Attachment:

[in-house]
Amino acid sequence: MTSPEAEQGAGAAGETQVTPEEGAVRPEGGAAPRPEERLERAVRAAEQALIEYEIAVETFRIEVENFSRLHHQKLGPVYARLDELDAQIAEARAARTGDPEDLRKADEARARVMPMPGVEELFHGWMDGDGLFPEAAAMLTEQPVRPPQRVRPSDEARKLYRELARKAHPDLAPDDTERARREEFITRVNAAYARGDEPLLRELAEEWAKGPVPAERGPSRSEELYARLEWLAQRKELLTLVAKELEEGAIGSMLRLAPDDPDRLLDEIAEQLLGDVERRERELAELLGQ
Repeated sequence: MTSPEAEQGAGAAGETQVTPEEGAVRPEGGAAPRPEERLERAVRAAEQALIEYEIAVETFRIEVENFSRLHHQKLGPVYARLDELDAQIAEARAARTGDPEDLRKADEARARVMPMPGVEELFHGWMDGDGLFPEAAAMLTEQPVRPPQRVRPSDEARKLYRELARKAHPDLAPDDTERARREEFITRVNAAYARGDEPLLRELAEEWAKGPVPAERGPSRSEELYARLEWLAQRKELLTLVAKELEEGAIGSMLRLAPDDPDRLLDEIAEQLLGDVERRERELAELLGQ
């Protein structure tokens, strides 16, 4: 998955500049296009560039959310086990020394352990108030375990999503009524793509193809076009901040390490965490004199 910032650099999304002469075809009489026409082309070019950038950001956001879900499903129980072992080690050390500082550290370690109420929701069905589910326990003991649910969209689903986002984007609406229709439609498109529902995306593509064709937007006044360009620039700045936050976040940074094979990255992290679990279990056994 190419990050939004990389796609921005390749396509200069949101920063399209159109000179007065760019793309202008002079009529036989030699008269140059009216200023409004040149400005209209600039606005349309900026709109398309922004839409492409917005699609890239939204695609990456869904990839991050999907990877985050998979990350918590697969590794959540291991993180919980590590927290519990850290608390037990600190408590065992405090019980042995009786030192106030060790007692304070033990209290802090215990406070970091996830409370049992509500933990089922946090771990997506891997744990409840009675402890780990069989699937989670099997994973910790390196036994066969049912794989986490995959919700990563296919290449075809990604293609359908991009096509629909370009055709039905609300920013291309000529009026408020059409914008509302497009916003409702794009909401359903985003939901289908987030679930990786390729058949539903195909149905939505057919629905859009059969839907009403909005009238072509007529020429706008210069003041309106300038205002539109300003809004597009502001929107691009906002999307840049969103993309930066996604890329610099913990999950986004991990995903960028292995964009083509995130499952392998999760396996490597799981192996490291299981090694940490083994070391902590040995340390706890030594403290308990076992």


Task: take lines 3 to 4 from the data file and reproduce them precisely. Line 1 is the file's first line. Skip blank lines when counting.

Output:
Repeated sequence: MTSPEAEQGAGAAGETQVTPEEGAVRPEGGAAPRPEERLERAVRAAEQALIEYEIAVETFRIEVENFSRLHHQKLGPVYARLDELDAQIAEARAARTGDPEDLRKADEARARVMPMPGVEELFHGWMDGDGLFPEAAAMLTEQPVRPPQRVRPSDEARKLYRELARKAHPDLAPDDTERARREEFITRVNAAYARGDEPLLRELAEEWAKGPVPAERGPSRSEELYARLEWLAQRKELLTLVAKELEEGAIGSMLRLAPDDPDRLLDEIAEQLLGDVERRERELAELLGQ
């Protein structure tokens, strides 16, 4: 998955500049296009560039959310086990020394352990108030375990999503009524793509193809076009901040390490965490004199 910032650099999304002469075809009489026409082309070019950038950001956001879900499903129980072992080690050390500082550290370690109420929701069905589910326990003991649910969209689903986002984007609406229709439609498109529902995306593509064709937007006044360009620039700045936050976040940074094979990255992290679990279990056994 190419990050939004990389796609921005390749396509200069949101920063399209159109000179007065760019793309202008002079009529036989030699008269140059009216200023409004040149400005209209600039606005349309900026709109398309922004839409492409917005699609890239939204695609990456869904990839991050999907990877985050998979990350918590697969590794959540291991993180919980590590927290519990850290608390037990600190408590065992405090019980042995009786030192106030060790007692304070033990209290802090215990406070970091996830409370049992509500933990089922946090771990997506891997744990409840009675402890780990069989699937989670099997994973910790390196036994066969049912794989986490995959919700990563296919290449075809990604293609359908991009096509629909370009055709039905609300920013291309000529009026408020059409914008509302497009916003409702794009909401359903985003939901289908987030679930990786390729058949539903195909149905939505057919629905859009059969839907009403909005009238072509007529020429706008210069003041309106300038205002539109300003809004597009502001929107691009906002999307840049969103993309930066996604890329610099913990999950986004991990995903960028292995964009083509995130499952392998999760396996490597799981192996490291299981090694940490083994070391902590040995340390706890030594403290308990076992």